Jeremy Renner is literally unrecognizable as Mayor Carmine Polito, he’s as Jersey as you can be without having dated someone from Jersey Shore. Polito is a heartfelt good guy who is trying his darnedest to revitalize New Jersey and bring in casinos for jobs and money. Unfortunately he does so via methods that are extralegal at best, which makes him a target of DiMaso. Continue reading →
[adrotate banner=”1″]One more parody trailer to celebrate the DVD release! Finally, something about The Hunger Games that I’m actually interested in…besides popcorn at the movie theater! It will be so satisfying watching children kill each other for food while eating lots of food. Take that, soon to be dead kids in a post-apocalyptic dystopia!
Muppet Hunger Games image via redbubble – you can get it on a shirt!
2011 Directed by James Bobin
Written by Jason Segel and Nicholas Stoller
After a far-too-long absence at the theater (I remember going to see Muppets From Space in a deserted theater like it was yesterday…), the Muppets return to the big screen in a big way. And as you can guess from the mention of seeing Muppets From Space, I’m a huge Muppets fan. Enough that I can rattle off obscure background Muppets and spot errors on the Muppet wiki. But I’m putting the fanboy aside to give a nice objective review. And that review is positive. Not because I liked the film (I did), but because it’s a good film.
The Muppets are more than just puppets, just entertainment for kids. The Muppets are entertainment for all ages, treating the audience of all ages with respect and dignity. They may not have invented that kind of entertainment, but they rode it to a new plateau. Jim Henson was never afraid to tread new ground, always experimenting and improving, wanting to put out quality products that appealed to everyone.
As for the Pixar short before it – most of the jokes seem to be just the concepts of the fast food toy characters rather than actual story. But it is funny and does deal with abandonment issued and support groups. And some of those toys look like they come from neat fake franchises. I should just design fake Happy Meal toys as a hobby…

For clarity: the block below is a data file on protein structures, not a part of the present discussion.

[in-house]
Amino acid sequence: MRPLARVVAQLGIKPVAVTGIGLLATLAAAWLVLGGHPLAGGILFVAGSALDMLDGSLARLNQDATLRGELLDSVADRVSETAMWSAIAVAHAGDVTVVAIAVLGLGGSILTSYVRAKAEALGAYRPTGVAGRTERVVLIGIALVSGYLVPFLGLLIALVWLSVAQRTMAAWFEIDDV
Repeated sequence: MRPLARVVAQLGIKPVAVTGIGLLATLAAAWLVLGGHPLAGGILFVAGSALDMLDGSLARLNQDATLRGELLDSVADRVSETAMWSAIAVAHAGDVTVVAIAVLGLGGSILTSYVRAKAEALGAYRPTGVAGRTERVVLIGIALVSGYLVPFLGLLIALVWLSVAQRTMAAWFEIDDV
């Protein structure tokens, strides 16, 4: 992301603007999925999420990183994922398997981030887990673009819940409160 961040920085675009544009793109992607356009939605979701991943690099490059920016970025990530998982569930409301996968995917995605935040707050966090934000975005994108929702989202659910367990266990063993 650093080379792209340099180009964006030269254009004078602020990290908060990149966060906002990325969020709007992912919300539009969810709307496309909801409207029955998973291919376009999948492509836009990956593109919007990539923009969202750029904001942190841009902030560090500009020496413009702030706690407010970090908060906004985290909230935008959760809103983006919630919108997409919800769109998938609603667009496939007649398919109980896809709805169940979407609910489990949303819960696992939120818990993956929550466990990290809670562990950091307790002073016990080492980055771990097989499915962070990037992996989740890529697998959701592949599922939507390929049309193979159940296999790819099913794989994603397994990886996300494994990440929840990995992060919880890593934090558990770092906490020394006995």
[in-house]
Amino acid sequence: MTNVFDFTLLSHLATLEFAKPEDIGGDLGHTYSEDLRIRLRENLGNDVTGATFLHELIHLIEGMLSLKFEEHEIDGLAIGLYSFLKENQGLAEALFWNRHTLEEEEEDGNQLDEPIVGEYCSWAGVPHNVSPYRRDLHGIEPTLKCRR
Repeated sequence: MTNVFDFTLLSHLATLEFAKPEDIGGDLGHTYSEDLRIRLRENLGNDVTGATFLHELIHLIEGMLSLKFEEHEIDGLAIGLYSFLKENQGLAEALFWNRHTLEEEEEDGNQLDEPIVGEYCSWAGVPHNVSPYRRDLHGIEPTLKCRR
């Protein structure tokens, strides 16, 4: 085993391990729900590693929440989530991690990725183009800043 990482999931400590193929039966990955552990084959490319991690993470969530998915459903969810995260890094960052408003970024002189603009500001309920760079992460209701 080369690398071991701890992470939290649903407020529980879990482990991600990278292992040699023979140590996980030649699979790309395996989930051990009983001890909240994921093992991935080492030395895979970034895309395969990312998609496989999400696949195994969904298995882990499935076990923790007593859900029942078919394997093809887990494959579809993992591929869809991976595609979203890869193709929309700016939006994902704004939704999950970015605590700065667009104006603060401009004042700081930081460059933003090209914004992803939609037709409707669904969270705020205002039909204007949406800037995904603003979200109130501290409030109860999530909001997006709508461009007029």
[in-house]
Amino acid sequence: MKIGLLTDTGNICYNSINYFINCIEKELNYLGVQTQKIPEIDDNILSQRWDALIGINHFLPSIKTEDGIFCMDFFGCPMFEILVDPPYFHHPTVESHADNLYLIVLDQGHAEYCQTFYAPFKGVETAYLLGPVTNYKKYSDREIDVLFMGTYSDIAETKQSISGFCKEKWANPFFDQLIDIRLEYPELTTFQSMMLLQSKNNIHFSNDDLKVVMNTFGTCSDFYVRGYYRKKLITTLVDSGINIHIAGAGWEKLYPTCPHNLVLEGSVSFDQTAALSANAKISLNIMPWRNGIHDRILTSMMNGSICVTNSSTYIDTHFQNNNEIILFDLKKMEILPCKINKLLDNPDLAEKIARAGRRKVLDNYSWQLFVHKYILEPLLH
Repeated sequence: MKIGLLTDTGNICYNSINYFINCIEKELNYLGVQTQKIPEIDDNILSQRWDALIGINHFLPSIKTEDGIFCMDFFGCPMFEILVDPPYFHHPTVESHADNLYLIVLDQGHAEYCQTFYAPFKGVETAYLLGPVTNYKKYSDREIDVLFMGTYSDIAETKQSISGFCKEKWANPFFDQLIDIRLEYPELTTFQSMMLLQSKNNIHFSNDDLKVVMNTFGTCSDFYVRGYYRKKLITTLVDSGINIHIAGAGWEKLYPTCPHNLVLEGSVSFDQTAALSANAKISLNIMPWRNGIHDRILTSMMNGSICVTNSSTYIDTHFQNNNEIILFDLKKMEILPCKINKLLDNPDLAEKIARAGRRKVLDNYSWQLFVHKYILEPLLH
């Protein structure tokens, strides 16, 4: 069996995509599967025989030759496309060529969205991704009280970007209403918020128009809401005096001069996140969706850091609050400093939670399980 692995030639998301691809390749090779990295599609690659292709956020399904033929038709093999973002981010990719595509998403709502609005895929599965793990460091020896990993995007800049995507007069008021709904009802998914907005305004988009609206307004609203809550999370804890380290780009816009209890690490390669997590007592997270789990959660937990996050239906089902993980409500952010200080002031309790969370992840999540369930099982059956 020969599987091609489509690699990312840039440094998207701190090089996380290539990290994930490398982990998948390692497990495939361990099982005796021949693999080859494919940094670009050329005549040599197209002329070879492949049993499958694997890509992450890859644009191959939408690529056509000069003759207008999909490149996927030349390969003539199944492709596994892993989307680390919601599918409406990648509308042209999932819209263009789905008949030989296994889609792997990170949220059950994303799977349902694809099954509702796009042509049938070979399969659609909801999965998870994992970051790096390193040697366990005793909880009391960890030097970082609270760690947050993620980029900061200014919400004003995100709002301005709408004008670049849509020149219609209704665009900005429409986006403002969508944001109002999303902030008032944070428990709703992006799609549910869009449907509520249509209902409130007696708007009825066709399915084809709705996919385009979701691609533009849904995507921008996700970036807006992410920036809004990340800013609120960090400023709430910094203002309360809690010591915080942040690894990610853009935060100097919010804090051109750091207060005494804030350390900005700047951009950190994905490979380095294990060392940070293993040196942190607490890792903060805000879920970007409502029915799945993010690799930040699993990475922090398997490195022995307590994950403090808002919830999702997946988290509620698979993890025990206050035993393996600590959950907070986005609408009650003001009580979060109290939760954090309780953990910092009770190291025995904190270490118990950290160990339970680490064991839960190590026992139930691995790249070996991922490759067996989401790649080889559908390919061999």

It’s time to start the music…
Gary (Jason Segel) – Our hero from Smalltown who loves his brother and also the lovely Mary. His attempts to please both of them cannot continue forever.
Mary (Amy Adams) – Gary’s long-suffering girl who has been waiting for him to propose for a decade now.
Tex Richman (Chris Cooper) – Evil oil baron who will buy the Muppet studios and tear it down to get oil. Spends most of the film trying to sabotage the plans to save the studio. And rapping.
Walter (Peter Linz) – Gary’s brother who was born a Muppet. Becomes obsessed with the Muppets and their number one fan. And begins the crusade to reunite them and save their theater from Tex Richman. As fun as Walter is to follow, I’m not sure he has what it takes to be an iconic Muppet. But when there’s a sequel they can probably come up with something cool to do with him.
Kermit (Steve Whitmire) – Our Muppet leader who realizes that the gang has dispersed and must go and get everyone back together to save the day again.
Miss Piggy (Eric Jacobson) – Kermit and Miss Piggy have gone their separate ways, largely due to her gracious forcing of issues vs. Kermit’s low-key attempts to keep everything together. She is now a high-profile fashion editor at Vogue. But true love cannot be defeated, even between a pig and a frog on two different continents.